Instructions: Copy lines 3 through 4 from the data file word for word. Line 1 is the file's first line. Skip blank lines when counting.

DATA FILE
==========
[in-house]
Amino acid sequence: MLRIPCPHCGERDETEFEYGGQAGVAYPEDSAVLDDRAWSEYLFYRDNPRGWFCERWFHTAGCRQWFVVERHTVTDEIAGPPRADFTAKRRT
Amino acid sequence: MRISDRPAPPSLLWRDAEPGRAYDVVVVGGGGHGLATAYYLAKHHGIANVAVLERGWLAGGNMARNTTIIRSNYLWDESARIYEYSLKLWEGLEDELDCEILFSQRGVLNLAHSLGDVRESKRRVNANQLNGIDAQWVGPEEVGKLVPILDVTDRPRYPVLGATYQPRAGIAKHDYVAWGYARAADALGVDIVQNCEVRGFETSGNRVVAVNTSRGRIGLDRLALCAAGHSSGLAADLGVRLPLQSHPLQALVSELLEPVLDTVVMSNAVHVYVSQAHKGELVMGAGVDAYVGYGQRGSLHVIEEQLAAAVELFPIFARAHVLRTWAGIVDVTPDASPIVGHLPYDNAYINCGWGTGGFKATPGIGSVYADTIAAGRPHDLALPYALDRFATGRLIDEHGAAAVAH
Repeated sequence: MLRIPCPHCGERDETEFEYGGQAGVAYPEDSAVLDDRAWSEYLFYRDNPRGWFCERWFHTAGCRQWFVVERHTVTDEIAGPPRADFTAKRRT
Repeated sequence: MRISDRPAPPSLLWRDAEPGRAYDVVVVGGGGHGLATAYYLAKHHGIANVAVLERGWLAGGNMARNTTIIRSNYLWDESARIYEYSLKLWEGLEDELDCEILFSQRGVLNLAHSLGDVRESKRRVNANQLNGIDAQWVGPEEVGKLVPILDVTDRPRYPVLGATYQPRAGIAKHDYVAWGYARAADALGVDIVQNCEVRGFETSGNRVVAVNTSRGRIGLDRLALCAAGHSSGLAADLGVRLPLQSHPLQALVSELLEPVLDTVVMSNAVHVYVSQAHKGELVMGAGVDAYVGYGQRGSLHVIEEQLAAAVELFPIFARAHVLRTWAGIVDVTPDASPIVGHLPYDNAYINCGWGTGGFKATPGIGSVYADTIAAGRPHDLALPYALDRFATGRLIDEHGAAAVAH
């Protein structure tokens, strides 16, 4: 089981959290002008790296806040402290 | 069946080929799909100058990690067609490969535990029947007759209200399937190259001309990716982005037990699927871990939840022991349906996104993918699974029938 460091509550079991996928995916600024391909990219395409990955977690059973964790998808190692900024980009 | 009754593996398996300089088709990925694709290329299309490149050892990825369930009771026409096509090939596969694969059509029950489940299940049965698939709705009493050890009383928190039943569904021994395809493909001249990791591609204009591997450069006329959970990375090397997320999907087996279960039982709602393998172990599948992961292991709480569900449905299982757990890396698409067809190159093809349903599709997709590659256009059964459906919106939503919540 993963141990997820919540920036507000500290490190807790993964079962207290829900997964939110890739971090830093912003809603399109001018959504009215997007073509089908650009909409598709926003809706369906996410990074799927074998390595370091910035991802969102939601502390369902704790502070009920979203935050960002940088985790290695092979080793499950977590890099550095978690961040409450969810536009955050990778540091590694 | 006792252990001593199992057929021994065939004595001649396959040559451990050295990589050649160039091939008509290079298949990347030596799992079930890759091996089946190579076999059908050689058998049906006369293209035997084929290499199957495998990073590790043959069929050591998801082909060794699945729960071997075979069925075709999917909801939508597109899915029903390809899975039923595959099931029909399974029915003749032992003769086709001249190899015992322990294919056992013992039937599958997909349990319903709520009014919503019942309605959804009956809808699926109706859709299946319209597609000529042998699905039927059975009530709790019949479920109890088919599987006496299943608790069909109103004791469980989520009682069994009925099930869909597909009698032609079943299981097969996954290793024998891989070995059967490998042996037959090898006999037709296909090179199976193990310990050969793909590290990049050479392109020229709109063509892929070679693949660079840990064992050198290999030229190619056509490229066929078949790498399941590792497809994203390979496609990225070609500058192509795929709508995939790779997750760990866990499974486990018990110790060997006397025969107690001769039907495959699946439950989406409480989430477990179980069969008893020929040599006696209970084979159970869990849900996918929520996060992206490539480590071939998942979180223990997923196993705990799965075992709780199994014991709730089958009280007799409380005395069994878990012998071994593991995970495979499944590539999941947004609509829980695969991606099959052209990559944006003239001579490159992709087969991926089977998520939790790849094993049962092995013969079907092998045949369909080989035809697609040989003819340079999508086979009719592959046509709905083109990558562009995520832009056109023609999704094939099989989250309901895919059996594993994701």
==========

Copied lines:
Amino acid sequence: MRISDRPAPPSLLWRDAEPGRAYDVVVVGGGGHGLATAYYLAKHHGIANVAVLERGWLAGGNMARNTTIIRSNYLWDESARIYEYSLKLWEGLEDELDCEILFSQRGVLNLAHSLGDVRESKRRVNANQLNGIDAQWVGPEEVGKLVPILDVTDRPRYPVLGATYQPRAGIAKHDYVAWGYARAADALGVDIVQNCEVRGFETSGNRVVAVNTSRGRIGLDRLALCAAGHSSGLAADLGVRLPLQSHPLQALVSELLEPVLDTVVMSNAVHVYVSQAHKGELVMGAGVDAYVGYGQRGSLHVIEEQLAAAVELFPIFARAHVLRTWAGIVDVTPDASPIVGHLPYDNAYINCGWGTGGFKATPGIGSVYADTIAAGRPHDLALPYALDRFATGRLIDEHGAAAVAH
Repeated sequence: MLRIPCPHCGERDETEFEYGGQAGVAYPEDSAVLDDRAWSEYLFYRDNPRGWFCERWFHTAGCRQWFVVERHTVTDEIAGPPRADFTAKRRT